Why You Might Be Told You Need A Root Canal


If you have just visited the dentist about a problem tooth and they advised you that a filling won't do, that you need a root canal, you might be a little shocked. The thing about root canals is that they are much more invasive and certainly more expensive than a simple filling. However, before assuming that the suggestion is just to get more money out of you, you will want to learn about the reasons a root canal is commonly suggested. There are reasons why a simple filling will no longer do the trick if you want to keep your natural tooth. Here are some of those reasons:

The Decay Runs Deep

Do you have a major cavity in your tooth that is visible to the naked eye? If so, you might find that the hole runs a little deeper than you realize. When you go to the dentist, they will take an x-ray of your teeth and this will tell them how bad that cavity is, as well as if there are any other cavities starting to form on other teeth. If the decayed area is so bad that it runs deep and is very close to the nerves, you will most likely be told that you need to have a root canal. The dentist cannot risk trying to clean out that decay and hitting, and therefore destroy, the nerves.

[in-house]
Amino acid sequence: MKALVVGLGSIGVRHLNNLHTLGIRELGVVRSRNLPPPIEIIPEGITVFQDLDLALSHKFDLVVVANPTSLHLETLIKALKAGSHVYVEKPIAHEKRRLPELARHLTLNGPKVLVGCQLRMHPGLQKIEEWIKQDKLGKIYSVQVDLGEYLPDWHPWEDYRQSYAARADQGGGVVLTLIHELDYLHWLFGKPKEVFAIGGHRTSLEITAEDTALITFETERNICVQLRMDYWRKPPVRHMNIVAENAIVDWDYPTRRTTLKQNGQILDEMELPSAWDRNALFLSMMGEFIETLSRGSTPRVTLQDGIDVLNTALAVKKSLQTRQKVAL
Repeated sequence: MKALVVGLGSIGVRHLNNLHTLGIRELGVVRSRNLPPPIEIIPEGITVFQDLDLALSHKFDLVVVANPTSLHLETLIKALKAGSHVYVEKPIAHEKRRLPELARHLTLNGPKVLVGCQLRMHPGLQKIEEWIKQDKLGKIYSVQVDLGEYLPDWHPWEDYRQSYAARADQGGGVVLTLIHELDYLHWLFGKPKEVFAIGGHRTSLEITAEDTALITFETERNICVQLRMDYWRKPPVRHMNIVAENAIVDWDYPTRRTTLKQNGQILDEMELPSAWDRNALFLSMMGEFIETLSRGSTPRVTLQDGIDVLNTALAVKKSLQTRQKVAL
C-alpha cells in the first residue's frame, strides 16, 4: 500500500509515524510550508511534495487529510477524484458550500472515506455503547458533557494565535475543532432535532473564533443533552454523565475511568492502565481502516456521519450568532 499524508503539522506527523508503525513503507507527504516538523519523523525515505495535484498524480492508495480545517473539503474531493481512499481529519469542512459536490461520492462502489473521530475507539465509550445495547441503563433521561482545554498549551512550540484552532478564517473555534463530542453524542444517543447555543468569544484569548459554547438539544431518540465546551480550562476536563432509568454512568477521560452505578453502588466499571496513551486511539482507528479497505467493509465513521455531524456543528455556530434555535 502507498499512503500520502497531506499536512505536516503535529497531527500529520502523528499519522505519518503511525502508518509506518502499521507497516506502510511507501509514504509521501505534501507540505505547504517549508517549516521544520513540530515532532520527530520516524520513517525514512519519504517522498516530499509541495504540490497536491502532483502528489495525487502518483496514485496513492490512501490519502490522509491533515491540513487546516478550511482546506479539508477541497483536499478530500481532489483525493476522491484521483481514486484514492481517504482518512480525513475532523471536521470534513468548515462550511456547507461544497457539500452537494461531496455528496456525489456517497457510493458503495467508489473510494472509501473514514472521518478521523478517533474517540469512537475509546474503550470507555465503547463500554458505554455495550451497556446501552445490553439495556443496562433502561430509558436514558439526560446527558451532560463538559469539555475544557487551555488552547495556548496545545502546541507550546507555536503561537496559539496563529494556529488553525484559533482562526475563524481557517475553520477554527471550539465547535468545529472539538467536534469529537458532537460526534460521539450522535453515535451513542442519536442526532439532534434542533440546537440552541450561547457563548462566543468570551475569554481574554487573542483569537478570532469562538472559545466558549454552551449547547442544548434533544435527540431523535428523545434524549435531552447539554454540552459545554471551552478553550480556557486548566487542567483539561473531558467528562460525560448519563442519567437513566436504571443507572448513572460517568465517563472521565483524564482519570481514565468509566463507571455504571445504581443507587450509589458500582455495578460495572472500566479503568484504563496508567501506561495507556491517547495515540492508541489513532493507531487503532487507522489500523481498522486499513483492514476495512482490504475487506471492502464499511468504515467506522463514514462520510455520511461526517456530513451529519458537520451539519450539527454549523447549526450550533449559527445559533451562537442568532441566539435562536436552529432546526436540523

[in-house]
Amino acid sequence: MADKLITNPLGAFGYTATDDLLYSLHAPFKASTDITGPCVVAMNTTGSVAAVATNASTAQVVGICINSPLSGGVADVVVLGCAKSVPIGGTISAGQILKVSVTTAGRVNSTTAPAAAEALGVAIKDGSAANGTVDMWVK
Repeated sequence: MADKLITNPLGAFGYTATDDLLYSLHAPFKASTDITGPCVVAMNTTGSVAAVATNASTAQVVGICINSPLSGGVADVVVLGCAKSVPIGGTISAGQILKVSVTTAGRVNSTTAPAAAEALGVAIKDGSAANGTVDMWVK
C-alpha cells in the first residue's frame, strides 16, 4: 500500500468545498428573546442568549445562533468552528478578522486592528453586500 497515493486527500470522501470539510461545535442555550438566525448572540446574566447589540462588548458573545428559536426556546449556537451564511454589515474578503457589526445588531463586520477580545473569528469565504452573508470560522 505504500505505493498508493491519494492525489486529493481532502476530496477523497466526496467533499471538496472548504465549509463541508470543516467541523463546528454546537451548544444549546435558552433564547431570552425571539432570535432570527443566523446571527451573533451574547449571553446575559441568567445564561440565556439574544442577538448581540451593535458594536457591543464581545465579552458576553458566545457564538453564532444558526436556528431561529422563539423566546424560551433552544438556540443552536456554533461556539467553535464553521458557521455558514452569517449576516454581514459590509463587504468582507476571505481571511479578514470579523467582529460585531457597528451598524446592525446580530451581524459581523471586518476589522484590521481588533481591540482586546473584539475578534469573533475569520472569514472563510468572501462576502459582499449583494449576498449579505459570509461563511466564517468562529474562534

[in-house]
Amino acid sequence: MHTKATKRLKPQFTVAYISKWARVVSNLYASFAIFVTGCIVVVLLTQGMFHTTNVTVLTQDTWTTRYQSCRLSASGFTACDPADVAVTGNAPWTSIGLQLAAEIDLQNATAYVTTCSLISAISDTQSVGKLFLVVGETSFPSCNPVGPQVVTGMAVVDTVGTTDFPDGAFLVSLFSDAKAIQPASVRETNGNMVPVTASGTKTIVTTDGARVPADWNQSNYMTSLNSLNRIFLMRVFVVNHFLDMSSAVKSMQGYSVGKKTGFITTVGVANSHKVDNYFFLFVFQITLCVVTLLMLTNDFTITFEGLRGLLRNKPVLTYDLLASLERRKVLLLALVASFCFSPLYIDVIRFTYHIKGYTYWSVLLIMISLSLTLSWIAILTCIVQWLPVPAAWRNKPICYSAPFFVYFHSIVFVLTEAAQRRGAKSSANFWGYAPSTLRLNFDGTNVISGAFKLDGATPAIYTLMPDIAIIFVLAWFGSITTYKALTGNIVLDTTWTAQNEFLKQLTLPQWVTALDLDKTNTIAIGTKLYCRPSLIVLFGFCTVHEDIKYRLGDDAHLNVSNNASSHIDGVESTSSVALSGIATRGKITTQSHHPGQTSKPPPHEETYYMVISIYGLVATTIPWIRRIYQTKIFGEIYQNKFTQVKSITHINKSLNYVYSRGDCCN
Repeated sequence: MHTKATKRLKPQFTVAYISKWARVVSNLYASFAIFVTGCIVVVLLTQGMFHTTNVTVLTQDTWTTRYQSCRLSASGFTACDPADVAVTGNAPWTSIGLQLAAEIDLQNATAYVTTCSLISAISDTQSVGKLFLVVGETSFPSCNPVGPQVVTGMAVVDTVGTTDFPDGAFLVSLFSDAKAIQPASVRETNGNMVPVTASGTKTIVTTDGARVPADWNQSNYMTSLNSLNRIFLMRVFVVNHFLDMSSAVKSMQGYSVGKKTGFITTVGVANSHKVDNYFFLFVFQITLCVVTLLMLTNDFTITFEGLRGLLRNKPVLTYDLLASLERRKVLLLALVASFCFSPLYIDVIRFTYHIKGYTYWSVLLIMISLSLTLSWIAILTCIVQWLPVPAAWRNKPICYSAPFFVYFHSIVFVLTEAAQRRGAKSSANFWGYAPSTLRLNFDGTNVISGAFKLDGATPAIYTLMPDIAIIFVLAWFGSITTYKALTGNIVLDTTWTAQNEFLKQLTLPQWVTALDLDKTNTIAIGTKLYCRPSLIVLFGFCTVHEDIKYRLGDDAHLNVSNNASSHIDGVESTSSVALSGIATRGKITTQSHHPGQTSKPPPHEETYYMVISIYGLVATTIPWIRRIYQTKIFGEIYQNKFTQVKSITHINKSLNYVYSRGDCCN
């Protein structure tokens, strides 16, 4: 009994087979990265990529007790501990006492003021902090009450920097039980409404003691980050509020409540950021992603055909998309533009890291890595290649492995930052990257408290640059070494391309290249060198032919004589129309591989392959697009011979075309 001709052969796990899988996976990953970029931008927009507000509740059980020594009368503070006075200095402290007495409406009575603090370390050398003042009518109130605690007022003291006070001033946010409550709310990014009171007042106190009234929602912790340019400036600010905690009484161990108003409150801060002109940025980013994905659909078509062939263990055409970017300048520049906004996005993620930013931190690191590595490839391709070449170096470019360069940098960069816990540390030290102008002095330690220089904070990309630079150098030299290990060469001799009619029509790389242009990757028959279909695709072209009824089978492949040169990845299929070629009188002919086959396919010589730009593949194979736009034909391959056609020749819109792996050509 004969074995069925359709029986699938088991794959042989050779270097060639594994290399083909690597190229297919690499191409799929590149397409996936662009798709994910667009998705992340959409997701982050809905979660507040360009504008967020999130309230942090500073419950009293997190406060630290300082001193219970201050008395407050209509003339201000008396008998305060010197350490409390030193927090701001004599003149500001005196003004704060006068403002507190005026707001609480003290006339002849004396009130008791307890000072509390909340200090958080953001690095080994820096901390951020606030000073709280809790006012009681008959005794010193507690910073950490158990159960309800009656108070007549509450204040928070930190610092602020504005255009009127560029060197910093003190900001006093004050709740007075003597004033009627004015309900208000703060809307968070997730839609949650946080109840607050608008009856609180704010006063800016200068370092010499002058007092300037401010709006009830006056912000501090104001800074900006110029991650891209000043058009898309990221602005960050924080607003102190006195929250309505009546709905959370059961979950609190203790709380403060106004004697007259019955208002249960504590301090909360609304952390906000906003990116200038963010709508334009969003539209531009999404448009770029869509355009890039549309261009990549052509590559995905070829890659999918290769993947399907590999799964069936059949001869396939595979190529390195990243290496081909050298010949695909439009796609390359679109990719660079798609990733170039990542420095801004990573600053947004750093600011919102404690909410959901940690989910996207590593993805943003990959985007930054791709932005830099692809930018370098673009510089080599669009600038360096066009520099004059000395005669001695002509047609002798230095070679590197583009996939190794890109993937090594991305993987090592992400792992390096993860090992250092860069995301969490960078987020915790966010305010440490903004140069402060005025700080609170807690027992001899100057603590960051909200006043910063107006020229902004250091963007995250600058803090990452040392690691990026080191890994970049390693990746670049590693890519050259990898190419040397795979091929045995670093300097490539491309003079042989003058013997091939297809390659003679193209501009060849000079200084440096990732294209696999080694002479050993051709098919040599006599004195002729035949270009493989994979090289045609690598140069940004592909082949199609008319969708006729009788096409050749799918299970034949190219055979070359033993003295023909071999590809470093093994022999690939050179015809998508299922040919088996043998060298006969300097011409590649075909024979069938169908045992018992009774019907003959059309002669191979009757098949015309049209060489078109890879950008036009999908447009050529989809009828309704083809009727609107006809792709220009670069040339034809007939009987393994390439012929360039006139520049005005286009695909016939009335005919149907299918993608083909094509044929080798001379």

There Is A Big Crack In Your Tooth

If you have a big crack in your tooth, there is usually not much that can be done for it besides an extraction or a root canal. If you end up with an extraction, you will then be left without a tooth in that spot unless you want to pay for an implant. Since you will probably have an easier time getting your dental insurance to pay for the root canal, that might be the option to go for. Not only will that be the more affordable option, but it allows you to keep your natural tooth.

As you can see, there are some very good reasons why a dentist may suggest that you need a root canal instead of a less invasive treatment. Trust their recommendation and go ahead and set up the appointment to have the procedure started. Since it can take a couple of trips to the dentist for the root canal and crown placement, from start to finish, you will want to go ahead and get this process started.

About Me

FAQs About Pregnancy and Dental Health

During pregnancy, expectant mothers have to deal with a host of changes to their bodies. I was surprised to learn that part of those changes is to your dental health. I was not aware that hormonal changes could mean an increased risk of gum infection and other dental problems. Luckily for me, my dentist was prepared to handle any problems that I experienced during my pregnancy. I created this blog to help other expectant mothers understand the changes that their dental health could experience throughout their pregnancies and the possible ramifications those changes could have on their pregnancies and the health of their unborn children.

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